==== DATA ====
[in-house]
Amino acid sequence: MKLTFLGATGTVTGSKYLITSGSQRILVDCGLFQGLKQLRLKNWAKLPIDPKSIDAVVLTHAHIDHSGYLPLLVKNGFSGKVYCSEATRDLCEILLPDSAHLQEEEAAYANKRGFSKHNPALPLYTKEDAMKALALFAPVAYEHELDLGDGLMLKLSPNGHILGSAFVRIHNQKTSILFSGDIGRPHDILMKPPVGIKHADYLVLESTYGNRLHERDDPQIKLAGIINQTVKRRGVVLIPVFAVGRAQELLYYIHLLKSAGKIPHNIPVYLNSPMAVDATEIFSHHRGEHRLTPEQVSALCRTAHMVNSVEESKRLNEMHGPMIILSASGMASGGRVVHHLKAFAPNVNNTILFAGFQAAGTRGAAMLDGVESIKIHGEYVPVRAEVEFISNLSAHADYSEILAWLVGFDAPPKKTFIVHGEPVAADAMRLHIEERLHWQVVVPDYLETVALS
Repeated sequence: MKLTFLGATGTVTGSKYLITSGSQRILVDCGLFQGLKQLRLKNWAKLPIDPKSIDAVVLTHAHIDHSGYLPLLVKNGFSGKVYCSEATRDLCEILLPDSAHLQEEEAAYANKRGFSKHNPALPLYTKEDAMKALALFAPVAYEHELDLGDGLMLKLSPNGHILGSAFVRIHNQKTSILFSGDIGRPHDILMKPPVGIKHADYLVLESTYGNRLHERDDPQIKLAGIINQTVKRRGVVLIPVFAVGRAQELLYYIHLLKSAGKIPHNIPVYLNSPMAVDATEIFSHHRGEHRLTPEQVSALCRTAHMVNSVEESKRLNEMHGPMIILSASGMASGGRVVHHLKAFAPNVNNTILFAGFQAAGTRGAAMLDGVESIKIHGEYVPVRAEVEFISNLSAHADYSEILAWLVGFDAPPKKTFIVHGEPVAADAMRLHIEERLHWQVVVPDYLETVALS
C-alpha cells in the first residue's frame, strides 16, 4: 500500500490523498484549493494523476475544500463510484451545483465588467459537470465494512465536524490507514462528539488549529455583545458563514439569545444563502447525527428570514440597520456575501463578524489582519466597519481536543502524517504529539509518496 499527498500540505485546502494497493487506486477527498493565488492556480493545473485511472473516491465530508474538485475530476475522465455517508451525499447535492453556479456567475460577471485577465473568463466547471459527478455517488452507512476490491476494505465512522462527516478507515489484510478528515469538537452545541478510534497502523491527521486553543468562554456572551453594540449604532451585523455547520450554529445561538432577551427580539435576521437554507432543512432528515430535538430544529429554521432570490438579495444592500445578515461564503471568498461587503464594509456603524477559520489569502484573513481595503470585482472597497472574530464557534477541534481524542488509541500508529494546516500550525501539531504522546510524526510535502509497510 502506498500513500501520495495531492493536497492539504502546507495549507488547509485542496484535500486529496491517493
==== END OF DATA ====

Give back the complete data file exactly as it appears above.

[in-house]
Amino acid sequence: MKLTFLGATGTVTGSKYLITSGSQRILVDCGLFQGLKQLRLKNWAKLPIDPKSIDAVVLTHAHIDHSGYLPLLVKNGFSGKVYCSEATRDLCEILLPDSAHLQEEEAAYANKRGFSKHNPALPLYTKEDAMKALALFAPVAYEHELDLGDGLMLKLSPNGHILGSAFVRIHNQKTSILFSGDIGRPHDILMKPPVGIKHADYLVLESTYGNRLHERDDPQIKLAGIINQTVKRRGVVLIPVFAVGRAQELLYYIHLLKSAGKIPHNIPVYLNSPMAVDATEIFSHHRGEHRLTPEQVSALCRTAHMVNSVEESKRLNEMHGPMIILSASGMASGGRVVHHLKAFAPNVNNTILFAGFQAAGTRGAAMLDGVESIKIHGEYVPVRAEVEFISNLSAHADYSEILAWLVGFDAPPKKTFIVHGEPVAADAMRLHIEERLHWQVVVPDYLETVALS
Repeated sequence: MKLTFLGATGTVTGSKYLITSGSQRILVDCGLFQGLKQLRLKNWAKLPIDPKSIDAVVLTHAHIDHSGYLPLLVKNGFSGKVYCSEATRDLCEILLPDSAHLQEEEAAYANKRGFSKHNPALPLYTKEDAMKALALFAPVAYEHELDLGDGLMLKLSPNGHILGSAFVRIHNQKTSILFSGDIGRPHDILMKPPVGIKHADYLVLESTYGNRLHERDDPQIKLAGIINQTVKRRGVVLIPVFAVGRAQELLYYIHLLKSAGKIPHNIPVYLNSPMAVDATEIFSHHRGEHRLTPEQVSALCRTAHMVNSVEESKRLNEMHGPMIILSASGMASGGRVVHHLKAFAPNVNNTILFAGFQAAGTRGAAMLDGVESIKIHGEYVPVRAEVEFISNLSAHADYSEILAWLVGFDAPPKKTFIVHGEPVAADAMRLHIEERLHWQVVVPDYLETVALS
C-alpha cells in the first residue's frame, strides 16, 4: 500500500490523498484549493494523476475544500463510484451545483465588467459537470465494512465536524490507514462528539488549529455583545458563514439569545444563502447525527428570514440597520456575501463578524489582519466597519481536543502524517504529539509518496 499527498500540505485546502494497493487506486477527498493565488492556480493545473485511472473516491465530508474538485475530476475522465455517508451525499447535492453556479456567475460577471485577465473568463466547471459527478455517488452507512476490491476494505465512522462527516478507515489484510478528515469538537452545541478510534497502523491527521486553543468562554456572551453594540449604532451585523455547520450554529445561538432577551427580539435576521437554507432543512432528515430535538430544529429554521432570490438579495444592500445578515461564503471568498461587503464594509456603524477559520489569502484573513481595503470585482472597497472574530464557534477541534481524542488509541500508529494546516500550525501539531504522546510524526510535502509497510 502506498500513500501520495495531492493536497492539504502546507495549507488547509485542496484535500486529496491517493